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Hanford Waste May Be In Ground Water

New tests suggest that radioactive wastes from the Hanford Nuclear Reservation underground tanks may have already reached ground water, and may eventually taint the Columbia River, an expert from the Washington state Department of Ecology said Tuesday.

The statement from Toby Michelena, the department’s chief observer of the tank farm, came after the state agency issued a statement saying it was “concerned” by new testing showing that contamination appears to have moved much farther from the tanks than had been expected.

“We don’t believe that this contamination poses an immediate threat to the public, but long-term risk has escalated,” said the Department of Ecology’s director, Mary Riveland.

The Department of Ecology was responding to an Energy Department disclosure that it had found radioactive cesium-137 at least 125 feet below the surface of the Hanford Nuclear Reservation’s waste tank farm. Ground water is about 200 feet below the surface, state officials said.

New testing also found a plume of radioactive technetium in ground water beneath the SX tank farm at Hanford’s 200 West Area, the state agency said. It noted that federal officials attribute the technetium to the former disposal of wastewater into surface cribs and ponds, rather than to the waste tanks. But officials at the Department of Ecology think some of the contaminant came from the tanks, Michelena said.

Ecology officials said the movement could eventually pollute both ground water and the Columbia River.

Energy Department spokesman Guy Schein said “we share the concern of Ecology” about the new test results. He said the federal agency’s consultants have suggested that the test results might be mistaken, and that new samplings may be needed.

Waters below the Hanford site are hardly pristine. About 2.7 billion cubic meters of ground water under the reservation are known to have been contaminated with chemical and radioactive pollutants from dilute solutions that were dumped into the ground in the 1940s and 1950s. The Energy Department said this pollution was so diluted that it posed little threat to the Columbia River.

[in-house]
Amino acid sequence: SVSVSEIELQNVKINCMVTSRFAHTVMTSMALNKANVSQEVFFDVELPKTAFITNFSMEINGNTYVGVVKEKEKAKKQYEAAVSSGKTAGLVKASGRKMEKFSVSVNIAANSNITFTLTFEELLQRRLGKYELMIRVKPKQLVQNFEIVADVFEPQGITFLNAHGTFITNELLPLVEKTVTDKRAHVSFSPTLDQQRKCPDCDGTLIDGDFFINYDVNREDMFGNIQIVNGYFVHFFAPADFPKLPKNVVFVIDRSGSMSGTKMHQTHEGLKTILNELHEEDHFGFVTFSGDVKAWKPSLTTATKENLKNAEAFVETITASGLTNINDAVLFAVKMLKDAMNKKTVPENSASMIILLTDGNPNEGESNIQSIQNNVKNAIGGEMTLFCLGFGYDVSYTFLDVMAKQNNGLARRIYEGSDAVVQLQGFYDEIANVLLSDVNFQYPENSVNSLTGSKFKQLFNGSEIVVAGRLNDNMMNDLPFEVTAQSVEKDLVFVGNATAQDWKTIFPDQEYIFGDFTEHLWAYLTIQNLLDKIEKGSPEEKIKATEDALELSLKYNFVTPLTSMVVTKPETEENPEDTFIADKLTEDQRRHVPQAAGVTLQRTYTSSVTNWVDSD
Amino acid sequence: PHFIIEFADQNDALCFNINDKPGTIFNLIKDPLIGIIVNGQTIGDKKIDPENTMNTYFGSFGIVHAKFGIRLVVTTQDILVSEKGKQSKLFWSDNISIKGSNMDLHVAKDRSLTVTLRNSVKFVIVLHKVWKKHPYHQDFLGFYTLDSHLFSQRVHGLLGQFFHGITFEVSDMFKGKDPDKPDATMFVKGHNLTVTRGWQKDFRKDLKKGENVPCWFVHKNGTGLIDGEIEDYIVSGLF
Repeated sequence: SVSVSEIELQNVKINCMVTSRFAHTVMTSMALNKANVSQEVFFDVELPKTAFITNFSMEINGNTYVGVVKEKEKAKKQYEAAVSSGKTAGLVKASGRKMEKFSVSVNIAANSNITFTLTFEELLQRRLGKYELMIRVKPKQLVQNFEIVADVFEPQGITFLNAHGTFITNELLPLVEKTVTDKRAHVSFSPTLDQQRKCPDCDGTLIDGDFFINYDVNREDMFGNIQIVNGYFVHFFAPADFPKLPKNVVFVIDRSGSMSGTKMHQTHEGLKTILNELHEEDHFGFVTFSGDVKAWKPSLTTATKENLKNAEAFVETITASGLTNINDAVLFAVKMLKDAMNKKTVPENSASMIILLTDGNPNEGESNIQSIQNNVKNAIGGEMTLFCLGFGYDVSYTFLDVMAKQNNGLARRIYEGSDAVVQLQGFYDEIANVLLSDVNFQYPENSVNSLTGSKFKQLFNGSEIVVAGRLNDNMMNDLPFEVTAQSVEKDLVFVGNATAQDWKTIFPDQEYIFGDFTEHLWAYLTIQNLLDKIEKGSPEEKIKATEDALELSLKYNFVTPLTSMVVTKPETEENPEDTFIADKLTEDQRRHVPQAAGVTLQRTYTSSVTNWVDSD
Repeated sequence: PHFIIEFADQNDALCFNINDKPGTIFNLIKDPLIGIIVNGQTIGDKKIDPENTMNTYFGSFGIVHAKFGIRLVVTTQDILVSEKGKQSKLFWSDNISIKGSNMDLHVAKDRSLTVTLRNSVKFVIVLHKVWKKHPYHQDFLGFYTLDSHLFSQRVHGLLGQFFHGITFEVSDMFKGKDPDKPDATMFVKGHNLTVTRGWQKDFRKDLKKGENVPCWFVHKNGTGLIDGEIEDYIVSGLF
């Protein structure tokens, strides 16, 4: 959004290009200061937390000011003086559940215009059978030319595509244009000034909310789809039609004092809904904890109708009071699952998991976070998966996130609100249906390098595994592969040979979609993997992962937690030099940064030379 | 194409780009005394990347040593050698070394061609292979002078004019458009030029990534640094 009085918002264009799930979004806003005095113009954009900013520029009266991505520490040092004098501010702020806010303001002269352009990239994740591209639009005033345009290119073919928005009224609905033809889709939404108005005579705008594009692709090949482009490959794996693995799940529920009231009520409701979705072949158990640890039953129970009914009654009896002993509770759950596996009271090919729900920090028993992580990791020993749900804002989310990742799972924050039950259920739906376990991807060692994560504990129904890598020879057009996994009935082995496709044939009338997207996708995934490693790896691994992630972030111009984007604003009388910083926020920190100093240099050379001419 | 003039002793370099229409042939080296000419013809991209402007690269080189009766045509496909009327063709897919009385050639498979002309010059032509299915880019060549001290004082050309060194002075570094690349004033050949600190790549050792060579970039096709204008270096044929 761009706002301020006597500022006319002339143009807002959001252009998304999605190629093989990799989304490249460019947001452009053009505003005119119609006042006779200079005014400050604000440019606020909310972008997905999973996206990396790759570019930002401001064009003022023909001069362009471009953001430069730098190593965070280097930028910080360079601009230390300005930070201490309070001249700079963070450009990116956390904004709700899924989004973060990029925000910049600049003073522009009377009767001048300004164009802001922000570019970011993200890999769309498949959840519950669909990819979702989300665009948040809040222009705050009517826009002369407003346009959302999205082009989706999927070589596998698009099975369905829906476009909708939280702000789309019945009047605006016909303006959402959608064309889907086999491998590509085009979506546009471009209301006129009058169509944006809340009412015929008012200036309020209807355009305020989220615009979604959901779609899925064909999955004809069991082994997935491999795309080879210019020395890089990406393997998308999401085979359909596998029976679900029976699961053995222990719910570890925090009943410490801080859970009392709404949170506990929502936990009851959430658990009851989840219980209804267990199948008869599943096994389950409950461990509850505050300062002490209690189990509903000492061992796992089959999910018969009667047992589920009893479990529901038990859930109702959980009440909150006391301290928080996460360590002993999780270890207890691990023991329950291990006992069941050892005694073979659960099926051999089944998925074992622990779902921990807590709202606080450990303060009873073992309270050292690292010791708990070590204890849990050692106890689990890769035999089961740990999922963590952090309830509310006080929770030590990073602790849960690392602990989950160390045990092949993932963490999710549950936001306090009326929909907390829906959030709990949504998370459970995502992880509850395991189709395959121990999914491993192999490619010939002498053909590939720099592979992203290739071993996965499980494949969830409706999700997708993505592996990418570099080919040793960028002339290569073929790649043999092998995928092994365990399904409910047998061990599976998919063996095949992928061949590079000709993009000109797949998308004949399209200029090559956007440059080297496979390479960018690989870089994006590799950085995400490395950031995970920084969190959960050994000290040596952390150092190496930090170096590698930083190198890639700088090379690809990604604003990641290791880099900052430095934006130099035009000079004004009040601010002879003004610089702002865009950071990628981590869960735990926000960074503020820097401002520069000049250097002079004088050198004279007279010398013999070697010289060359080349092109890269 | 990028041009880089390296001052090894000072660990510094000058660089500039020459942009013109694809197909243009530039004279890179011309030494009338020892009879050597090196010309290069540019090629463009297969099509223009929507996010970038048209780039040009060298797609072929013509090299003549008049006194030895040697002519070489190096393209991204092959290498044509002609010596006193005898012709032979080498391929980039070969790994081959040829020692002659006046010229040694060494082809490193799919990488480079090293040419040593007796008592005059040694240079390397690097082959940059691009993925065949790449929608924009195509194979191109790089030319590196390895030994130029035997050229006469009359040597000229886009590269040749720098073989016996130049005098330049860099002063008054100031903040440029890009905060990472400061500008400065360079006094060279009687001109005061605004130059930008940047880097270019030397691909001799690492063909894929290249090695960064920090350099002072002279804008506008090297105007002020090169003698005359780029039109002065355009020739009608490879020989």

The tank farm, in contrast, holds concentrated radioactive waste. About 3.8 million liters or more of this stuff is believed to have leaked into the soil, the Energy Department says.

Riveland said the new test results concerned her because “we have been assured for many years that contaminants from the tanks were trapped in the soils beneath the tanks and were not traveling downward to the ground water.”

“If the cesium is moving downward from the tanks,” Riveland said, “the likelihood of future extensive contamination of ground water beneath the site greatly increases. “We are concerned that radioactive materials from the tanks will eventually reach the Columbia River.”

About 61 million gallons of highly radioactive wastes from the production of plutonium for nuclear weapons are stored in 177 huge tanks on the Hanford Nuclear Reservation near Richland.

Some of the tanks are potentially explosive, and many have leaked their wastes into the environment.

A team from the Energy Department’s Office of Environmental Restoration and Waste Management investigated conditions at the tank farm and reported in 1993 that the condition of the tank farms is poor and continues to deteriorate because corrective maintenance is not keeping up with equipment failure.

About one-third of the instruments on the tanks do not work, and some instruments produce results of “indeterminate quality,” the investigative team said.

The team said it was unlikely that leaks from the older tanks would be immediately detected.